There are virtually NO anecdotes of corrupt police being convicted and statistics reflect this. Those few cases when they are convicted rarely have anything to do with their on-duty conduct even when there is video evidence or multiple of their crimes. Your belief to the contrary clearly illustrates that it is you and not I who hasn't considered it and has a poor grasp on the reality of the situation. Read the aforementioned report and then watch some older youtube videos and look up the cases involved. You will find that by-and-large the only cases that even go to trial are those which make national headlines. Most of the rest are swept under the rug and settled out of court for undisclosed sums of PD-supplied money (when the victims are lucky enough to find a lawyer and have hard evidence).
Furthermore, the poster you are defending claims that there is no justice anywhere in the United States unless you can bribe the judge. That's just idiotic; is it really a position you want to try to defend?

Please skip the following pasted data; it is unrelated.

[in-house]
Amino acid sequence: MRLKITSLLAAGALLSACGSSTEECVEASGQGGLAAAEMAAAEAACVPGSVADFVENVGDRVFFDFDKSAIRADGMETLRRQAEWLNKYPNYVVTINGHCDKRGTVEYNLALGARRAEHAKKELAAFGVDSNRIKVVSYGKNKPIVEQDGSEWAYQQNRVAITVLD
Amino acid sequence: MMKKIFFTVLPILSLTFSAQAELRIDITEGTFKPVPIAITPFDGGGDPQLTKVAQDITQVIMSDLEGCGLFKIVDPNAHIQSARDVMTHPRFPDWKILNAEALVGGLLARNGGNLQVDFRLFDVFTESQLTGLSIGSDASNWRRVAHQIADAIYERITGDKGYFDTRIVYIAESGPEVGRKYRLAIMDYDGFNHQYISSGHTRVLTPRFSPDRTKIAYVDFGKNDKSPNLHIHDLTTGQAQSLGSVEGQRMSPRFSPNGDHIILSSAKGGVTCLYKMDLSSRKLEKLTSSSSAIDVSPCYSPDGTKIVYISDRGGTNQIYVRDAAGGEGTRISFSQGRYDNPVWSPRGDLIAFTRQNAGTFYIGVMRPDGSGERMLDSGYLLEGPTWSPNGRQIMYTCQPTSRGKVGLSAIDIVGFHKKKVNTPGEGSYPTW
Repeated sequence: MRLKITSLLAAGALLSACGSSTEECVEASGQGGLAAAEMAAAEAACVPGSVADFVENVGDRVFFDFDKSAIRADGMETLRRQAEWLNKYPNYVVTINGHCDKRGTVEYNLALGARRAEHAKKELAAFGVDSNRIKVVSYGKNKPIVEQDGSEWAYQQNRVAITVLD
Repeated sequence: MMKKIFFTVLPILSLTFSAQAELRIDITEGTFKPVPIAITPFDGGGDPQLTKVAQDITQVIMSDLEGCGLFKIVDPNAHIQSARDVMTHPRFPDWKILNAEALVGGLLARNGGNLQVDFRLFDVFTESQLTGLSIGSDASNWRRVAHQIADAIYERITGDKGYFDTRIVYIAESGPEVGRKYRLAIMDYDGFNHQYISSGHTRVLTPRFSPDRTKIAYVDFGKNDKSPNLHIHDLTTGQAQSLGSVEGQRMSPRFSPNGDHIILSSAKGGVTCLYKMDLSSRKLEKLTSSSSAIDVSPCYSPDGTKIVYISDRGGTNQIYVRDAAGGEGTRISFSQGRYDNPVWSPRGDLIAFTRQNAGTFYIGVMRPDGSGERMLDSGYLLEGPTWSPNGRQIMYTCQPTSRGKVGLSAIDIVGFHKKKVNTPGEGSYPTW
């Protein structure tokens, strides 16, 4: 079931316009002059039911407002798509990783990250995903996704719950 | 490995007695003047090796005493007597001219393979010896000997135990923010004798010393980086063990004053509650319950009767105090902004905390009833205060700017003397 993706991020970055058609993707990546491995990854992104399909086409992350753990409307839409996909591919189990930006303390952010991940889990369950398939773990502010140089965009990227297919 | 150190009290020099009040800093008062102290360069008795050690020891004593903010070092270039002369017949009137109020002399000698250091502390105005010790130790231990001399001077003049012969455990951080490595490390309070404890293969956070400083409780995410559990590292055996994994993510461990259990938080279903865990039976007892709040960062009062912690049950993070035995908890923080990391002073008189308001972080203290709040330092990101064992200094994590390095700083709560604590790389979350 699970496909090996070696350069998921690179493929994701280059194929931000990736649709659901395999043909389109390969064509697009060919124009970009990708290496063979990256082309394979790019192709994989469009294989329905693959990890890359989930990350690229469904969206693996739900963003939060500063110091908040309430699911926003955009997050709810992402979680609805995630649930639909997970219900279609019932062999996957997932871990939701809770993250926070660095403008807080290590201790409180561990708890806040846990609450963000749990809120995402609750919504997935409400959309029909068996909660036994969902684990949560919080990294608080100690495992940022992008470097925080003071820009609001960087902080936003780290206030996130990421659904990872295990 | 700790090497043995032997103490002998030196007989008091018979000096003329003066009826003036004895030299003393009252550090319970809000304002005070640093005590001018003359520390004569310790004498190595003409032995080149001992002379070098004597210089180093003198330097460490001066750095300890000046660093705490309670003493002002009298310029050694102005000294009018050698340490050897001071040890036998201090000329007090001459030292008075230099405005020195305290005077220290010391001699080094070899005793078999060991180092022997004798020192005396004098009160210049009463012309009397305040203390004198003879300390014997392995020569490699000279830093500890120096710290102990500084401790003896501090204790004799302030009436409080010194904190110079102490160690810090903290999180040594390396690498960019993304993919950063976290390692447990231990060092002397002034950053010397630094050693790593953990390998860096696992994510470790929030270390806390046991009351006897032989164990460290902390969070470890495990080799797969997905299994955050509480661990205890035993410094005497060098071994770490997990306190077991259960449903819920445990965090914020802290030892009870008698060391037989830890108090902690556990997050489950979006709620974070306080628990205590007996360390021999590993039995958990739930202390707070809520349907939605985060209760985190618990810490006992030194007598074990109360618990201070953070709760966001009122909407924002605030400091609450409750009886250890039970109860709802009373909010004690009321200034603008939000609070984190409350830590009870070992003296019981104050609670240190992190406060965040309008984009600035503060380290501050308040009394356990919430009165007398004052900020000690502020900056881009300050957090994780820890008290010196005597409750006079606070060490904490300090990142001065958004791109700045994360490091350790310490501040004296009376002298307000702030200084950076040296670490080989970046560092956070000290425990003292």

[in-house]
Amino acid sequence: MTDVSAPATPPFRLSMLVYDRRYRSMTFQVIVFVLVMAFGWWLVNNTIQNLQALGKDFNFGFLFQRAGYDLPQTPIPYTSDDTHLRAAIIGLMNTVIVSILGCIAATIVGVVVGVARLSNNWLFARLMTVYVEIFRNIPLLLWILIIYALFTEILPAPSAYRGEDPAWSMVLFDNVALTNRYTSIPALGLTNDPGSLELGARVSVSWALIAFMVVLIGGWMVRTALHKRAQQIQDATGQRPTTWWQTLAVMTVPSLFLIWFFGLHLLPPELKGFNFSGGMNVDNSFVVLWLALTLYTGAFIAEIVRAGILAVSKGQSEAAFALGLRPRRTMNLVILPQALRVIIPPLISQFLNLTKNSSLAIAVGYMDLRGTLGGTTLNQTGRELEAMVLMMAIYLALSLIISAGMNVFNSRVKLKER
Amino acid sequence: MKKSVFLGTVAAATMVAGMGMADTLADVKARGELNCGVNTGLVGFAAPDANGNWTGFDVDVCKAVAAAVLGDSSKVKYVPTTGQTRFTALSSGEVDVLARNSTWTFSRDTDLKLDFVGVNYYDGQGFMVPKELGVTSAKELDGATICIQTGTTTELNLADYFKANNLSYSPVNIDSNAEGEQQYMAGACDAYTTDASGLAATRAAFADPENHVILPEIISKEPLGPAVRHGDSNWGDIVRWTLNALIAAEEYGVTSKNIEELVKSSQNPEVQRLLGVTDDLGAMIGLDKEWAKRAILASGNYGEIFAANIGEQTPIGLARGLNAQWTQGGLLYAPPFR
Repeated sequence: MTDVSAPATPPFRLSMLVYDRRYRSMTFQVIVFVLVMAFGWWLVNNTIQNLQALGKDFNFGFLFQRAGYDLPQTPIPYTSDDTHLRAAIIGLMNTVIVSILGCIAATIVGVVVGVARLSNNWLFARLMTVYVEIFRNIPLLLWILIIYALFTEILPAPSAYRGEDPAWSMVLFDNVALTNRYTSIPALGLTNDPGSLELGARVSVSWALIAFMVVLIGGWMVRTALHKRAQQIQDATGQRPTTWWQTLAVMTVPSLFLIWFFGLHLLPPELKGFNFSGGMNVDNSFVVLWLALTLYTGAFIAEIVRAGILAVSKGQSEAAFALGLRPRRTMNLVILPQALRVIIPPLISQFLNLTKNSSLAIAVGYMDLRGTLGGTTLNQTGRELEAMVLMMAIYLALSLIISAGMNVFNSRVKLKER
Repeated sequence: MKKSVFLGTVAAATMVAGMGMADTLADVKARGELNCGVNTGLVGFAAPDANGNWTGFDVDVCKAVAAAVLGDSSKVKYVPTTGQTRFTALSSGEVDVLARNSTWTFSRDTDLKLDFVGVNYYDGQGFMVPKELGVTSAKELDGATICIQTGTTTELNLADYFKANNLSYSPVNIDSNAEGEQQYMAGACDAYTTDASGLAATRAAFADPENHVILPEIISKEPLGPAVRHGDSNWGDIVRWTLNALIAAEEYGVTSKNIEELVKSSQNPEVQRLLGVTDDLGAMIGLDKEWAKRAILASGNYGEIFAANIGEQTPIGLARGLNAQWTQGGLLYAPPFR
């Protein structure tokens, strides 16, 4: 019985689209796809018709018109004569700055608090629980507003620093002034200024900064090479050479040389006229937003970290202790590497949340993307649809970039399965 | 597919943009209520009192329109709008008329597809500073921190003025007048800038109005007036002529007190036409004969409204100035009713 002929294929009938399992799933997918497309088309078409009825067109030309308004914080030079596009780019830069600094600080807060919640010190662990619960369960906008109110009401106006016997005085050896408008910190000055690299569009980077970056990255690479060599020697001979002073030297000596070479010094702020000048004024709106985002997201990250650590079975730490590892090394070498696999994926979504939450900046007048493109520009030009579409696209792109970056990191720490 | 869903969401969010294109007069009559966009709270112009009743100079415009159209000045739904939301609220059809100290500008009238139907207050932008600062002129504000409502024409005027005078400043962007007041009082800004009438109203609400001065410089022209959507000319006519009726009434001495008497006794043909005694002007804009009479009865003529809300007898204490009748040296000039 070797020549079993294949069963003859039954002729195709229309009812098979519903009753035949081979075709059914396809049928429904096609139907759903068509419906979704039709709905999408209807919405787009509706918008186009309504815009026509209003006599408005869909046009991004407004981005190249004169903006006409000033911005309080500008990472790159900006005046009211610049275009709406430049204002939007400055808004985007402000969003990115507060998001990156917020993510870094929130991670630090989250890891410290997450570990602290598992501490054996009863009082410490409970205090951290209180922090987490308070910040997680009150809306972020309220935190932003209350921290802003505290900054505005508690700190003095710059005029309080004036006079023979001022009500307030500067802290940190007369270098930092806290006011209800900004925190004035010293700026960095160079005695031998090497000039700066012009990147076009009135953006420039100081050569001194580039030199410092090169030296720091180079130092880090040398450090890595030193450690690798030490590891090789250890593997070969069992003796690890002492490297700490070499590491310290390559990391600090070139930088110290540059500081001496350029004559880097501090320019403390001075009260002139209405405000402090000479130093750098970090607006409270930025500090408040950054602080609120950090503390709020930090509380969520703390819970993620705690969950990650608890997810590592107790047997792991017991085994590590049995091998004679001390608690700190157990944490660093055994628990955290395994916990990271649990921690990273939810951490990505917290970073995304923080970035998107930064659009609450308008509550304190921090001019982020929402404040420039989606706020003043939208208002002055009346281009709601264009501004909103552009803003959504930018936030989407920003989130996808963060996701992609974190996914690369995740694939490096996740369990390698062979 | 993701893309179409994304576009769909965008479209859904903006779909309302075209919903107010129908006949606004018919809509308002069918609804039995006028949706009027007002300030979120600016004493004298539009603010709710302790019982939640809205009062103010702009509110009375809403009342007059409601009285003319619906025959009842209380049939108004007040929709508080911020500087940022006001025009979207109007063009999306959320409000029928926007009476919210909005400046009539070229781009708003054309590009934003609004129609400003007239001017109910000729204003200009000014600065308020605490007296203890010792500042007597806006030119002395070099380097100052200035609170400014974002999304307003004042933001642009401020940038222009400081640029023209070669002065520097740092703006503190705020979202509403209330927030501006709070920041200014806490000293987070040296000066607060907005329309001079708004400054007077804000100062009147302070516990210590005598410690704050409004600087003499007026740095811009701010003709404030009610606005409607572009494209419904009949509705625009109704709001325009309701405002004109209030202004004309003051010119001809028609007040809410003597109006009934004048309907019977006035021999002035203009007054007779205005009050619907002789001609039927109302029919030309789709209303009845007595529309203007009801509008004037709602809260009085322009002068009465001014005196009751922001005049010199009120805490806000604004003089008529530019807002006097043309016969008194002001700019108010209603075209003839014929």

Wrong. That isn't even remotely what the poster I am defending said. This absurd statement as well as your interpretation of my first reply to you very clearly indicates how biased and irrational you are. There is a big difference between "if you are from out of town or a minority" [reporting police corruption] and "no justice anywhere in the US". What he said is absolutely true and it is YOU who are idiotic for feeling as strongly as you do without properly researching the subject and considering the implications of pervasive belief that officers can't lie and only people with a record or baggy pants ever have a motive to lie about a criminal case.
"You can't get very far in this world without your dossier being there first." -- Arthur Miller